A Simple Nesting Site

By Ken Kalisch


Kalisch, K. (2003). A Simple Nesting Site. Chameleons! Online E-Zine, January 2003. (http://www.chameleonnews.com/03JanKalischNesting.html)

The Perfect home for nesting ...
Or... How can I get my chameleon to lay her eggs?!

So often we think that we are so brilliant and that something as simple a getting a chameleon to properly lay her eggs should be relatively simple. Then you meet the chameleon from, well, another place. No matter what you do she isn't satisfied with the place you have provided her to lay her eggs. She is found rooting in the hanging plants or pacing the floor of the cage, completely avoiding that lovely pail of dirt you have placed into the cage with her. It seems like a perfect spot to you and yet she will walk over it, into it and maybe even take a moment to rest on it! But the concept of using it to lay her eggs has eluded her completely!

Chameleons have never had a reputation as easy or simple reptiles to care for so why would the process of depositing eggs be any different? I do think at this point I should clarify that I am not talking about a chameleon that is having egg-binding problems. I am talking about a female chameleon that has a very clear concept of where she wants to lay her eggs and you have not provided it ... yet. So, don't despair, you are not alone in dealing with this situation. It is just one of the many challenges that draws people to these fascinating reptiles.

The first step in creating the right nesting situation is to think like a chameleon.

Have I lost you? Well as strange as the statement sounds you do kind of have to think along the lines of what is she looking for. I have found that the best way to do this is to go to the source of their environment. If you can approximate their natural environment, you will increase the chances of getting the situation right for her to lay her eggs.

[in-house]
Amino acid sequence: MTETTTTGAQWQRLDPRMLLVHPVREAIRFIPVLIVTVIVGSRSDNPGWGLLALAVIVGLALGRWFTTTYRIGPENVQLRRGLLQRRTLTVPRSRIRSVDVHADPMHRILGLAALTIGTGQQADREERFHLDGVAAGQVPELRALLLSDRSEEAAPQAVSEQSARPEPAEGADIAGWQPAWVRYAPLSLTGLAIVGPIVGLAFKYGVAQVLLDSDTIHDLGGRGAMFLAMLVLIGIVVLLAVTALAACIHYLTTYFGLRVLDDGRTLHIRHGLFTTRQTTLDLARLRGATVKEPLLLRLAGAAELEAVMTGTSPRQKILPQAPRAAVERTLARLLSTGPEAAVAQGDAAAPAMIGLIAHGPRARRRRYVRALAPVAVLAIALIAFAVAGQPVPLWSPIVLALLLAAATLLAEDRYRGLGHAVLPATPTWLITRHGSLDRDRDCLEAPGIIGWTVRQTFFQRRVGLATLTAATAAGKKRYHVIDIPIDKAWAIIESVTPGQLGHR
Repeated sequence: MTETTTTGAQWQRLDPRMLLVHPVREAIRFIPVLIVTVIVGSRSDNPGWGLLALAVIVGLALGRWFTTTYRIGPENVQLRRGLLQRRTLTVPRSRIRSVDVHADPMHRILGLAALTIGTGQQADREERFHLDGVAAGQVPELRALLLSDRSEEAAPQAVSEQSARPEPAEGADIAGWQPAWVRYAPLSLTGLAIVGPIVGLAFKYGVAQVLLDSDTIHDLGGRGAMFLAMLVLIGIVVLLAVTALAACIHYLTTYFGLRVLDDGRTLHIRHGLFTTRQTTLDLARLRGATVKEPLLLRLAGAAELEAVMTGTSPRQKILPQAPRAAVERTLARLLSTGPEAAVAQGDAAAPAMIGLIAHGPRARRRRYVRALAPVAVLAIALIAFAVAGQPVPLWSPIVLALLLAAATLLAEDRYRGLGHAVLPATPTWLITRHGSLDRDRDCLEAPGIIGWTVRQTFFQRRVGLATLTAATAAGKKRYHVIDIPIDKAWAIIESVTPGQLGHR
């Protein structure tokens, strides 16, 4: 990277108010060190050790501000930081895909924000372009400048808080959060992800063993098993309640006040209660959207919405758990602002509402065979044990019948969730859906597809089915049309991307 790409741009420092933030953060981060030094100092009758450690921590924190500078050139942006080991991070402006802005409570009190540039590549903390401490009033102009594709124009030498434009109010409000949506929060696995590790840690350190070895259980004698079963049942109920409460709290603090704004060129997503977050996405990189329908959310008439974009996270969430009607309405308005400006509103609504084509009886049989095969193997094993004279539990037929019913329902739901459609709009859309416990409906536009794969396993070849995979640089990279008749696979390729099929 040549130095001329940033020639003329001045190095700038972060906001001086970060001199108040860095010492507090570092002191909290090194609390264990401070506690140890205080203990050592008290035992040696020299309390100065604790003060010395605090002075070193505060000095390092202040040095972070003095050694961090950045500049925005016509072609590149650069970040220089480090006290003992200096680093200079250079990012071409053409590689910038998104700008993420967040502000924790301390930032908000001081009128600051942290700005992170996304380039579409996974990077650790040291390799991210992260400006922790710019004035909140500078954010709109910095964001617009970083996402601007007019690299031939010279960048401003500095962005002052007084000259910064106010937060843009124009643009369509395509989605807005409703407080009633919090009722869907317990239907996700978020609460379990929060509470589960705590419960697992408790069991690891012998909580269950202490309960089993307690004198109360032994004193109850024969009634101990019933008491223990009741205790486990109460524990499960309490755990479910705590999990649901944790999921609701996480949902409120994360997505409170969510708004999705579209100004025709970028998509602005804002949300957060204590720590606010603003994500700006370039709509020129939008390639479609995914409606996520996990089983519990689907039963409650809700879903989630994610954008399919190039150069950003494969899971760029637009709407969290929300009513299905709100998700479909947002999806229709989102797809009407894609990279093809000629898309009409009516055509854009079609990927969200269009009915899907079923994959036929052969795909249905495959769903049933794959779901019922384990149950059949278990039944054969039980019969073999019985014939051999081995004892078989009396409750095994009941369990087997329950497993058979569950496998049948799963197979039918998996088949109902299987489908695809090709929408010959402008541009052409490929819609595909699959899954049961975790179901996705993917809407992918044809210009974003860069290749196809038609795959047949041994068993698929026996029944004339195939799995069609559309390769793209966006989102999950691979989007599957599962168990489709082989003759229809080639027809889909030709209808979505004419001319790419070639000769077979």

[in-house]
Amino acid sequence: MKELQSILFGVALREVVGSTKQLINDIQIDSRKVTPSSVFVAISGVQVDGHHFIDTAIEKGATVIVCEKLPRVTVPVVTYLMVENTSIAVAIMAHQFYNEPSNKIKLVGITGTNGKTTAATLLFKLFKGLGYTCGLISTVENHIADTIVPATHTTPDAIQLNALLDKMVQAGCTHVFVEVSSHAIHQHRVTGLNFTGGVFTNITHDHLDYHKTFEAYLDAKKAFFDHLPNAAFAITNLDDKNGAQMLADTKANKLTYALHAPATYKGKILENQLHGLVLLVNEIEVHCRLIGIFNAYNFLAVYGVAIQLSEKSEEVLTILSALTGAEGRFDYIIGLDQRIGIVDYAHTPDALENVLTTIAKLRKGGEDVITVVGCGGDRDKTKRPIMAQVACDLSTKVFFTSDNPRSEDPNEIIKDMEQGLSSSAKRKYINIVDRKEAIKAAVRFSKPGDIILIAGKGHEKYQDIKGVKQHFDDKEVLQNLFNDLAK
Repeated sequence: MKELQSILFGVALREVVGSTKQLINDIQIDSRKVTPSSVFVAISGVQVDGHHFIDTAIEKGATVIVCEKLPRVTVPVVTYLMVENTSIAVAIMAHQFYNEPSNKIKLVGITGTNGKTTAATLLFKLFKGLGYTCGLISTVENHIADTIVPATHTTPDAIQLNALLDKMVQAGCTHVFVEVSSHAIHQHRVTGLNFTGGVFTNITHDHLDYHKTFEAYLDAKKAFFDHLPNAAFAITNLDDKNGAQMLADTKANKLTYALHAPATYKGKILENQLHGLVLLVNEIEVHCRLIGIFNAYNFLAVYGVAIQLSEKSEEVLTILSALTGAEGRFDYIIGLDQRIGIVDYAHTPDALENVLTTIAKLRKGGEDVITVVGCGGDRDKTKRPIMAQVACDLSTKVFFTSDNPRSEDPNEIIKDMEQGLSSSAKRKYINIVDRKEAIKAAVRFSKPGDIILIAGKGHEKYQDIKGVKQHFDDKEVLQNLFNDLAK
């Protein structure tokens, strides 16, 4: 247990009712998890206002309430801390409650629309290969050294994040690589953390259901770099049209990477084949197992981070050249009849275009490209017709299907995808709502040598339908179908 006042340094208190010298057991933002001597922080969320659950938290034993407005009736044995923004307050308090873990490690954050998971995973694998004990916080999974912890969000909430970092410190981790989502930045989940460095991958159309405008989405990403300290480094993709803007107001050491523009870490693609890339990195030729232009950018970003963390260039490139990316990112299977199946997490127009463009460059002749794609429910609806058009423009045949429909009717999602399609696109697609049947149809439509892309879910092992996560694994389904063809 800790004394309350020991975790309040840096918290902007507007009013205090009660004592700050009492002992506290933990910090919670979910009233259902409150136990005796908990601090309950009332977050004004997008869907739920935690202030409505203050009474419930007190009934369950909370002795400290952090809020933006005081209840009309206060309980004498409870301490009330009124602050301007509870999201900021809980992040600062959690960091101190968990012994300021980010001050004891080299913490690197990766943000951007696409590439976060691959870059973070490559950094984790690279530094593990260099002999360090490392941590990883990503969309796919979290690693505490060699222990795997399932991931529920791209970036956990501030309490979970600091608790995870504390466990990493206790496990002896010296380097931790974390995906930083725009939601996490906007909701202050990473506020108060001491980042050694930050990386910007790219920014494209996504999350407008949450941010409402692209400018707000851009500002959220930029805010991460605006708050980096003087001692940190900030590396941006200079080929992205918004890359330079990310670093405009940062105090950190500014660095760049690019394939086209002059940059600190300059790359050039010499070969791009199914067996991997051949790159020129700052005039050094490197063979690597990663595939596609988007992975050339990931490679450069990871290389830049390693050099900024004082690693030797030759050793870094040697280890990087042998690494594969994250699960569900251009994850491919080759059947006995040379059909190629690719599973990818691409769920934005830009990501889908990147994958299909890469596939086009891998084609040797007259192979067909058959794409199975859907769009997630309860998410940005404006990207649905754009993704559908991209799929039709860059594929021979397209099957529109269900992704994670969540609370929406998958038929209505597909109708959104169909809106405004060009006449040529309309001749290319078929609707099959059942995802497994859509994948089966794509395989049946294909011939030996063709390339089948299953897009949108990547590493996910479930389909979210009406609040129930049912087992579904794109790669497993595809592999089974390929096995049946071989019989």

Oviparous or egg laying chameleons need the correct medium in which to lay their eggs, I use Supersoil, a fertilizer-free potting soil, as the medium for the nest site. I have found this to be acceptable for many different species including Ch. calyptratus, C.parsonii, Ch.melleri, F. paradalis, Ch.quadricornis, Ch. weidersheimi, Ch. johnstoni and B. fisheri as a good sampling to indicate a diversity of species. I find that the soil needs to be reasonably packed and slightly damp, enough so that when the chameleon digs into it, it will hold up and allow a tunnel to be made. The soil should never be wet or soggy.

Setting up a container for a nesting site is fairly simple. You need a container that is large enough for the female to get into to dig and make a tunnel. Depending on the species this may only require a shallow container of 6 to 8" deep and 10 to 12" across for Ch.weidersheimi to a 20+-gallon hamper, 24 to 36" across for something as large as C.parsonii or Ch.melleri. I fill the container to a few inches from the top with the soil and pack it down so that it isn't too easily moved but not hard packed. Next, I cover the soil with dry leaves to simulate the natural forest leaf litter. If I am dealing with an extremely shy species, I may also plant a small ficus tree in the container for additional coverage before adding the leaves or grouping some potted plants around the container also can be helpful in providing cover. The final step is to place several appropriate sized branches into the soil leading up into the trees/plants in the cage, allowing the female easy access to the container.

The above picture shows the items put together. The items are shown outside a cage for clarity. All these items and the female should be inside a cage!

The thing I like best about this type of setup is that it lets you put the nesting site into the females cage avoiding any additional stress of having to move her into a new situation. The females will still roam around their cage exploring it for a nesting site but I have always found this set up to result with the female accepting it as suitable.

I have used this type of set up on all the above-mentioned species with great success. The chameleons seem to utilize it with little or no hesitation. Now that I have said that, I am sure there will be a bunch of people to let me know otherwise! Well, that's life with chameleons, as soon as you say it is a proven method, someone lets you know ... their female didn't go for it!

What can I say but Good Luck!

Ken Kalisch

Ken Kalisch has worked with over 40 species of chameleons in the last decade. He was co-editor of the Chameleon information Network, as well as being published by Advanced Vivarium Systems dealing with his experience breeding Calumma parsonii parsonii in captivity. He was the editor of this CHAMELEONS! EZine from March 2002-March 2004.


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